We left the hotel at 0600 to make the journey to Simons Town the departure point for our pelagic trip south of Cape of Good Hope. Birds around the harbour included Red-winged Starling, Red-eyed Dove and Cape Cormorants perched on buoys. The first part of the pelagic trip was within False Bay with most of the birds being recorded beyond Cape Point. The first was Sooty Shearwaters which were joined a bit further out to sea by Great and Cory’s Shearwaters, White-chinned Petrels and Shy Albatrosses. Careful scanning of the waves revealed Wilson’s and European Storm Petrels. Other species present included Atlantic Yellow-nosed and Black-browed Albatrosses and pods of the attractive Dusky Dolphin. Due to the absence of trawlers and long-liners we headed back to Cape Point where we recorded African Penguin, African Black Oystercatcher, Crowned, White-breasted, Cape and Bank Cormorants and a few Sandwich Terns. An afternoon visit to the wetlands of Wildevoelvlei was planned although the access was a challenge. On arrival the lake held substantial numbers of Little Grebes plus a single Black-necked Grebe, Yellow-billed Duck, Common Moorhen, Red-knobbed Coot, African Swamphen and a Purple Heron. In the reedbeds we located Common Waxbill, Lesser Swamp Warbler, Cape Weaver and Levaillant’s Cisticola. In the scrubby areas our first sightings of Red-faced Mousebirds, Southern Fiscal, Southern Double-collared and Amethyst Sunbirds, Cape Sparrow and a male Pin-tailed Whydah.
Mammals: Dusky Dolphin (200), Cape Fur Seal (50), Humpback Whale (1), Bryde’s Whale (1)

March 13th: Rooi Els, Harold Porter Botanical Gardens
Daily 56 New 9 Running 140
Weather: Warm and sunny with SE winds 28c

Our travels today took us to the opposite side of False Bay and the village of Rooi Els. The commoner birds of Western Cape Province were seen along the way. The road towards Rooi Els was badly affected by rock slides and erosion which meant slow progress. On arrival a walk along the rocky road afforded us views of the fynbos and adjacent rocky habitats. It did not take too long to locate the resident Cape Rockjumpers with at least four birds being present. Careful scanning revealed sightings of African Black Swift, Rock Martin, Familiar Chat, Karoo Prinia, Southern Double-collared Sunbird, Cape Bunting and singing Cape Rock Thrushes. On the return walk a Rock Kestrel was seen hunting over the fynbos. Next on the agenda was the Harold Porter Botanical Gardens a well established area dating back several decades to the 1910’s. Before going to HPBG a group of Cape Spurfowl showed well in a garden. In the HPBG the car park had Brimstone Canary, African Dusky Flycatcher and Fiscal Flycatchers. A walk within the gardens was excellent for sightings with a stream having Cape White-eye, Cape Siskin and Cape Batis in attendance. Further along the path Streaky-headed Seedeaters and Cape Robin Chats were observed along with Olive Thrushes. The finale was to come along a quiet path with damp vegetation which attracted Victorin’s Warbler and Bar-throated Apalis two localised species of Southern Africa. The return walk was good for close views of Swee Waxbills and near the entrance gate a African Paradise Flycatcher.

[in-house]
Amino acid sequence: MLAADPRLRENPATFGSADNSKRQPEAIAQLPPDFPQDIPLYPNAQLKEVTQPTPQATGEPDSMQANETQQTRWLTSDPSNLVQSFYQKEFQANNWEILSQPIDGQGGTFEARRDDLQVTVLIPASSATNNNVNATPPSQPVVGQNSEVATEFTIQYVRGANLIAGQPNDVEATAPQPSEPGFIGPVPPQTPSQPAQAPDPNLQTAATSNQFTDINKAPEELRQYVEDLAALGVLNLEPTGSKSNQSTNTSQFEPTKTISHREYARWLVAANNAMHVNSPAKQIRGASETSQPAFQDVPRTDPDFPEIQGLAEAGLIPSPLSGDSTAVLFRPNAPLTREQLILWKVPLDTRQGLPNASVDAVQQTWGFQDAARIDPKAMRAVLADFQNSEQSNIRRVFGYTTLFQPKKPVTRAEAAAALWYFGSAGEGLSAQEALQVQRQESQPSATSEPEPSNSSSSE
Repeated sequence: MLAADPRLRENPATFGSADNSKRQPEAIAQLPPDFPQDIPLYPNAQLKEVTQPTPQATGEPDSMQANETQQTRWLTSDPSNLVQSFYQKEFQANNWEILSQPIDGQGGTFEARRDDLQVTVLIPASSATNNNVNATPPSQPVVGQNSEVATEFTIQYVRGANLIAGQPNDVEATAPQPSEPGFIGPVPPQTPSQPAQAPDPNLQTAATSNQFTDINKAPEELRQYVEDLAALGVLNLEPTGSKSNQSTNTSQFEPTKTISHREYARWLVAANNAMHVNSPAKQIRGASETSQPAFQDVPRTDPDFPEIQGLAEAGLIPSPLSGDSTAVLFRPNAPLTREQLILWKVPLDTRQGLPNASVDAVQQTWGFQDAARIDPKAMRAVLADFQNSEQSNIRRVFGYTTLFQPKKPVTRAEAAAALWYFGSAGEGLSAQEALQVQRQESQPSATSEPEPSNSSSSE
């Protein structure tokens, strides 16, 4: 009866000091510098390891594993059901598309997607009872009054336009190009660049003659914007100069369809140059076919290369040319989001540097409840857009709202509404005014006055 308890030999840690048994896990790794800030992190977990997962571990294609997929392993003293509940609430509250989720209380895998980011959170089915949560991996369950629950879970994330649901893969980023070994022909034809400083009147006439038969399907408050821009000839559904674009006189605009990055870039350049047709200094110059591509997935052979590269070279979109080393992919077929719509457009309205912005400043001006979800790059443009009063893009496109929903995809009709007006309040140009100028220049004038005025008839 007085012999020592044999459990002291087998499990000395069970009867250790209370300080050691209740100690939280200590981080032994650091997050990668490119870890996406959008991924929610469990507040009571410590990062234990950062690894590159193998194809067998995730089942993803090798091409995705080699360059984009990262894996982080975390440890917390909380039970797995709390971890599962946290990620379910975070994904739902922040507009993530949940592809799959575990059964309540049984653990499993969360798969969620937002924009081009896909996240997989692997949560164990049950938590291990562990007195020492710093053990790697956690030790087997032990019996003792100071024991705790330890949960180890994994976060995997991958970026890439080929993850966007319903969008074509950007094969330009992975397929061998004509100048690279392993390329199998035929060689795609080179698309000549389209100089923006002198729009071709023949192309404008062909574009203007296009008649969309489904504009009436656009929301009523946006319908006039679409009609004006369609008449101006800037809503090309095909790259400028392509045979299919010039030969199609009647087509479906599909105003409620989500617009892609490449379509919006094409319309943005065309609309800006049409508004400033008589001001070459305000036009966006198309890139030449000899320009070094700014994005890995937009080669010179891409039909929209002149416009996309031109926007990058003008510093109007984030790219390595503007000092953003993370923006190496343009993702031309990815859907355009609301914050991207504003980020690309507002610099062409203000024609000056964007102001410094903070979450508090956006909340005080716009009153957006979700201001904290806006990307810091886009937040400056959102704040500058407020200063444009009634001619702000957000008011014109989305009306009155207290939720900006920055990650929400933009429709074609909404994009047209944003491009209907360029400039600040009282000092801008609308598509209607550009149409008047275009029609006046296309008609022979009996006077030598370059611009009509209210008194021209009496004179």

Mammals: Klipspringer (2), Springbok (2)

March 14th: Strandfontein, Langebaan
Daily 77 New 15 Running 155
Weather: Sunny with cloudy spells on a SE wind 17c-24c

Checked out at Hout Bay and travelled the short distance to the extensive wetlands at Strandfontein. A tricky place to find and access with the first area suffering from drought, despite this the group added Great White Pelican, African Darter and Intermediate Egret to the list. The main birding area is nearby where the large lake near the entrance attracted Great Crested and Little Grebes, Reed and White-breasted Cormorants and Red-knobbed Coots. On the next lagoon literally hundreds of birds were present including Great Flamingo, Spur-winged and Egyptian Geese, Cape Shoveler, Red-billed and Yellow-billed Ducks, Cape Teal, Black-necked Grebe, African Swamphen and Common Moorhen. The next lagoon was shallower and held Blacksmith Lapwing, Black-winged Stilt, African Sacred, Glossy and Hadada Ibis and Black-headed Herons. At the last two lagoons we located good numbers of Pied Avocets and literally thousands of gulls including Kelp, Hartlaub’s and Grey-headed. On the return journey a single African Marsh Harrier hunting the reedbeds. After lunch we were on the road to the small town of Langebaan around 120km north of Cape Town. Along the way we had sightings of Common Ostrich, Black-winged Kite and Jackal Buzzard. On the coast we located Ruddy Turnstone, Pied Kingfisher, African Black Oystercatcher and literally thousands of Cape Cormorants. In the adjacent reeds and bushes Lesser Swamp and Little Rush Warblers and Yellow Canary were seen.
Mammals: Southern Oryx (20), Reebok (10), Giraffe (3)

March 15th: Langebaan, Seeberg, Geelbek, Tinie Versfeld
Daily 90 New 18 Running 173
Weather: Sunny with SE winds 27c